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The Standard Days Method Explained

The Standard Days Method Explained

The standard days method or SDM is a calendar method that gives awareness on a woman’s fertility. It is used in family planning to identify fixed days in a woman’s menstrual period. It also helps determine the days she will likely get pregnant if she will have intercourse without protection.

How Effective Is the Standard Days Method?

The standard days method is shown to have a 95% efficacy when it is used properly. With correct usage, pregnancy can be effectively prevented, although it cannot protect both partners against sexually transmitted infections or STIs. If both partners do not want pregnancy to occur, it is best to avoid intercourse on the 8th until the 19th day of a regular menstrual cycle.

The standard days method may not be effective if:

  • You do not keep track or record your menstrual cycles
  • You have inconsistent periods
  • Your menstrual cycle is shorter than 26 days
  • Your menstrual cycle is longer than 32 days
  • Engaged in intercourse on Day 8 to 19 of the cycle
  • You have recently given birth or currently breastfeeding
  • Are taking hormonal contraceptives that may delay your cycle

You may want to consider the standard days method because of its ease of use, zero cost, and absence of adverse effects on the body. It not only informs you of your fertile and non-fertile days, but it also gives awareness to the length of your menstrual cycle.

How Does the Standard Days Method Work?

In the standard days method, you should expect to constantly follow and track your menstrual cycle. The following are some helpful tips:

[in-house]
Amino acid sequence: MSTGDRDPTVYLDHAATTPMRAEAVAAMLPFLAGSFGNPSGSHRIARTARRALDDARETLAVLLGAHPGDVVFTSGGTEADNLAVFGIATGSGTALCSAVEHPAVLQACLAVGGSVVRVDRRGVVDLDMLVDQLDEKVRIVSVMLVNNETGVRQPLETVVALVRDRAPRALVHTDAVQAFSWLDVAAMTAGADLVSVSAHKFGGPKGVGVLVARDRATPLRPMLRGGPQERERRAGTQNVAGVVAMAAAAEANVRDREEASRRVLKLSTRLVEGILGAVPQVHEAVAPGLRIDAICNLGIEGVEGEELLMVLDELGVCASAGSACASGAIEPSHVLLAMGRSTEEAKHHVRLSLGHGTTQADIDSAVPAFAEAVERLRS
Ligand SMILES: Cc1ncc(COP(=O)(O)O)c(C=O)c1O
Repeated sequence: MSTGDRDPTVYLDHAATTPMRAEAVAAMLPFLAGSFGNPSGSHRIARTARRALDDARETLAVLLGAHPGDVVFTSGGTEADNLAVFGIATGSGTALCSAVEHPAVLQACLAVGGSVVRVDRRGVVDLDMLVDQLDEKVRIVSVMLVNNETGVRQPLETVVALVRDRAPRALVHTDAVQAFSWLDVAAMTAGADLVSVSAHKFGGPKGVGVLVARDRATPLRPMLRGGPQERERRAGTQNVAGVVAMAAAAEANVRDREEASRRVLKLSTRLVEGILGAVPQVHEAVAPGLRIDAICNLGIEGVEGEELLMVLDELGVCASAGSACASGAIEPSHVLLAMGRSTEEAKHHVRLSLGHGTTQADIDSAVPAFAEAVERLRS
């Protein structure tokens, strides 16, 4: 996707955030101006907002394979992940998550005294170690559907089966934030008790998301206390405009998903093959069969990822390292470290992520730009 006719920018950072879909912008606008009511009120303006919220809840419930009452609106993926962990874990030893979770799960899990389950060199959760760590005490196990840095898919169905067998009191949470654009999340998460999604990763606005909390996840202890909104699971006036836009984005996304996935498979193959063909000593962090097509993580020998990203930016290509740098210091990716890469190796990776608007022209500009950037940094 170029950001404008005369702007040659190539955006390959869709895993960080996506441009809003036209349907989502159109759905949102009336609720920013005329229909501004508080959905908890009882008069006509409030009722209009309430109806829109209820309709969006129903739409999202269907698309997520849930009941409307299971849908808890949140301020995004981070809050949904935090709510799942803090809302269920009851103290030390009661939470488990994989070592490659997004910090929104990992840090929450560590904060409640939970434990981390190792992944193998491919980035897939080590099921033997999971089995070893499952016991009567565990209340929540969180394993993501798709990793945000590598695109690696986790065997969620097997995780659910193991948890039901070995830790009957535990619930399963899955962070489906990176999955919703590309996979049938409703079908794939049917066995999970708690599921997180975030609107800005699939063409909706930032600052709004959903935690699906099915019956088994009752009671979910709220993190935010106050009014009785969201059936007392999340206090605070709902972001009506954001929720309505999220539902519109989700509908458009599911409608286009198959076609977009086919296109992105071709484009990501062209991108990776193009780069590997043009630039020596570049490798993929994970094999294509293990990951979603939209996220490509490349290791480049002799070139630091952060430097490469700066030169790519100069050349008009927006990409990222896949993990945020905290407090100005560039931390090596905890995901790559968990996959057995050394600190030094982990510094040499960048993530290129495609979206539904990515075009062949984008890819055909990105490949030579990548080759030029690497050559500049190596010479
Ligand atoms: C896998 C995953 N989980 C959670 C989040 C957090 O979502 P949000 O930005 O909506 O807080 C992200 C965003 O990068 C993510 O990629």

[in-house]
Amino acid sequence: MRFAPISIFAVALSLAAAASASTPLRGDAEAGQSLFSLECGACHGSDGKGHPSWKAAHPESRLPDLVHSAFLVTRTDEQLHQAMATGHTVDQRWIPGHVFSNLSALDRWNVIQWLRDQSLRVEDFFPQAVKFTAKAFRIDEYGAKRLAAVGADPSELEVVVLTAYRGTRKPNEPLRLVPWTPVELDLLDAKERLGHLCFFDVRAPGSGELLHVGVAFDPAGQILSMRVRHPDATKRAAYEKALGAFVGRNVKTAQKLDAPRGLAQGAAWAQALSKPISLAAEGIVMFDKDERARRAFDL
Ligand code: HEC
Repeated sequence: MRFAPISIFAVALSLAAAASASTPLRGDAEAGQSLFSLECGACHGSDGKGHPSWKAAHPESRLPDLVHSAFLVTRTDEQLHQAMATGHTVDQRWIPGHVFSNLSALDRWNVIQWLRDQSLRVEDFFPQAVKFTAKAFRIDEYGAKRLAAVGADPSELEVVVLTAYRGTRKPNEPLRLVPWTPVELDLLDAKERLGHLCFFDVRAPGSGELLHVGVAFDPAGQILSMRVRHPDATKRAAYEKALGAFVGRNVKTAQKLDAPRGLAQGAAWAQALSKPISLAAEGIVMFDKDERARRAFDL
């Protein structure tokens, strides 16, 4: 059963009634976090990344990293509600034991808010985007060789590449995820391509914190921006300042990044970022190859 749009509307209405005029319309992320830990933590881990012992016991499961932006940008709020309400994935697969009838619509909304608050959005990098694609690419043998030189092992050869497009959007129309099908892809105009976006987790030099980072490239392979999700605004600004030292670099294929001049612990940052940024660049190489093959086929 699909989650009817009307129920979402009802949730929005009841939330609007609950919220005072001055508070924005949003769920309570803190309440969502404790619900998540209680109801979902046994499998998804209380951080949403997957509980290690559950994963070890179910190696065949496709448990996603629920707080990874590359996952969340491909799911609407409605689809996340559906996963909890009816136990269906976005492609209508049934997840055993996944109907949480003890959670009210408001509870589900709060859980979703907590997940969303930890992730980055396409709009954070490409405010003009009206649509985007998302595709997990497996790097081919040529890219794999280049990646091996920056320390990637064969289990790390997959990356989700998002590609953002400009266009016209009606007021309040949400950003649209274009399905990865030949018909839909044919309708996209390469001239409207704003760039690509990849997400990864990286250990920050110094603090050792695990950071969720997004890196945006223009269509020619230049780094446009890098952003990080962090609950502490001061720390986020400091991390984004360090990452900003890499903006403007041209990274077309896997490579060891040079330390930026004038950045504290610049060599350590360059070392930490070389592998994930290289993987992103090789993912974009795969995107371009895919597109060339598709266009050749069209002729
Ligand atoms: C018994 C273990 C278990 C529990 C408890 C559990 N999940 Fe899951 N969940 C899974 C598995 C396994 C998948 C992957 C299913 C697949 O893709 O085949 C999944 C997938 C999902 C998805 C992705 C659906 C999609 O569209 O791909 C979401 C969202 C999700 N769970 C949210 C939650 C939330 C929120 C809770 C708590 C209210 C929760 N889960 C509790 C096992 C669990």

Count the first bleeding of the month as the first day. To keep track of the menstrual cycle, you should count the first day of bleeding as Day 1 for the standard day method.

Avoid unprotected intercourse on the 8th and 19th day. These days are considered one of the most fertile days of the menstrual cycle. If unprotected intercourse does occur on these days, make sure to use emergency contraception to prevent pregnancy and STIs.

Use a memory aid when necessary. People who wish to use the standard days method can use an app, a calendar to mark the days, or even a physical string of beads called CycleBeads that aid you in keeping track of your cycle.

How Does It Work Using CycleBeads?

CycleBeads are beads on a long string that help keep track of your menstrual cycle. The red beads indicate the usual bleeding days in a menstrual period while the white ones represent the days wherein you are likely to become pregnant. The brown beads on the other hand indicate days wherein pregnancy is unlikely.

Simply put, white beads are fertile days, and brown beads are infertile days.

Here are the steps on how to use the CycleBeads:

  1. Count the first day of the standard days method on the day you first bleed in a month. Make sure that the black rubber ring is on this first bead as a reminder.